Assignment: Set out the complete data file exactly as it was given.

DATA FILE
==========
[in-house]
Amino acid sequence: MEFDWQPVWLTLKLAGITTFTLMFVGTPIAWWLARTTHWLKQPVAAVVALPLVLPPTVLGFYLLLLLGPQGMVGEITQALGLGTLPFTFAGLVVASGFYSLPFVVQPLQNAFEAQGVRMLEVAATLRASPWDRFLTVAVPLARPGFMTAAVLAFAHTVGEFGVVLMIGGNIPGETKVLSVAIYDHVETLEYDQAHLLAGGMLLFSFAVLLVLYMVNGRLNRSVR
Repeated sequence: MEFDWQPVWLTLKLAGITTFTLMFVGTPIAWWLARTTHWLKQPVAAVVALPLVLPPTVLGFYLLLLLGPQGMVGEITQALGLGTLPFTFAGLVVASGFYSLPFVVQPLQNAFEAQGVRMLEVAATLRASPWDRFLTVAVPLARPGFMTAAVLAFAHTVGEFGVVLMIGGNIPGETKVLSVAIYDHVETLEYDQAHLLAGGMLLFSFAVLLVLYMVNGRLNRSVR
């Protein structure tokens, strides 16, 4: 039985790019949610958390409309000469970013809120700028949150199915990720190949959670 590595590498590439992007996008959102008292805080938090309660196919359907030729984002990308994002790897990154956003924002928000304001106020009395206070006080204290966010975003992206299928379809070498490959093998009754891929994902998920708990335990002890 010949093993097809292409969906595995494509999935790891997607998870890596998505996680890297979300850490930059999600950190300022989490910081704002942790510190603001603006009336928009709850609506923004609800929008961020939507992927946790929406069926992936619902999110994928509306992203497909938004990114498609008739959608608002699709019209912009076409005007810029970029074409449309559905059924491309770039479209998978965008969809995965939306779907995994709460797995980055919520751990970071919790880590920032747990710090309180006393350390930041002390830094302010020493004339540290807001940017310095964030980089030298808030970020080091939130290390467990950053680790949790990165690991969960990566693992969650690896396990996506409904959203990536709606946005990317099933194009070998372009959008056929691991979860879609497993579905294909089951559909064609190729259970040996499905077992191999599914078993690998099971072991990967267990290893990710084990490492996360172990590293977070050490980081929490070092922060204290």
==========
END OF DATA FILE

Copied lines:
[in-house]
Amino acid sequence: MEFDWQPVWLTLKLAGITTFTLMFVGTPIAWWLARTTHWLKQPVAAVVALPLVLPPTVLGFYLLLLLGPQGMVGEITQALGLGTLPFTFAGLVVASGFYSLPFVVQPLQNAFEAQGVRMLEVAATLRASPWDRFLTVAVPLARPGFMTAAVLAFAHTVGEFGVVLMIGGNIPGETKVLSVAIYDHVETLEYDQAHLLAGGMLLFSFAVLLVLYMVNGRLNRSVR
Repeated sequence: MEFDWQPVWLTLKLAGITTFTLMFVGTPIAWWLARTTHWLKQPVAAVVALPLVLPPTVLGFYLLLLLGPQGMVGEITQALGLGTLPFTFAGLVVASGFYSLPFVVQPLQNAFEAQGVRMLEVAATLRASPWDRFLTVAVPLARPGFMTAAVLAFAHTVGEFGVVLMIGGNIPGETKVLSVAIYDHVETLEYDQAHLLAGGMLLFSFAVLLVLYMVNGRLNRSVR
């Protein structure tokens, strides 16, 4: 039985790019949610958390409309000469970013809120700028949150199915990720190949959670 590595590498590439992007996008959102008292805080938090309660196919359907030729984002990308994002790897990154956003924002928000304001106020009395206070006080204290966010975003992206299928379809070498490959093998009754891929994902998920708990335990002890 010949093993097809292409969906595995494509999935790891997607998870890596998505996680890297979300850490930059999600950190300022989490910081704002942790510190603001603006009336928009709850609506923004609800929008961020939507992927946790929406069926992936619902999110994928509306992203497909938004990114498609008739959608608002699709019209912009076409005007810029970029074409449309559905059924491309770039479209998978965008969809995965939306779907995994709460797995980055919520751990970071919790880590920032747990710090309180006393350390930041002390830094302010020493004339540290807001940017310095964030980089030298808030970020080091939130290390467990950053680790949790990165690991969960990566693992969650690896396990996506409904959203990536709606946005990317099933194009070998372009959008056929691991979860879609497993579905294909089951559909064609190729259970040996499905077992191999599914078993690998099971072991990967267990290893990710084990490492996360172990590293977070050490980081929490070092922060204290």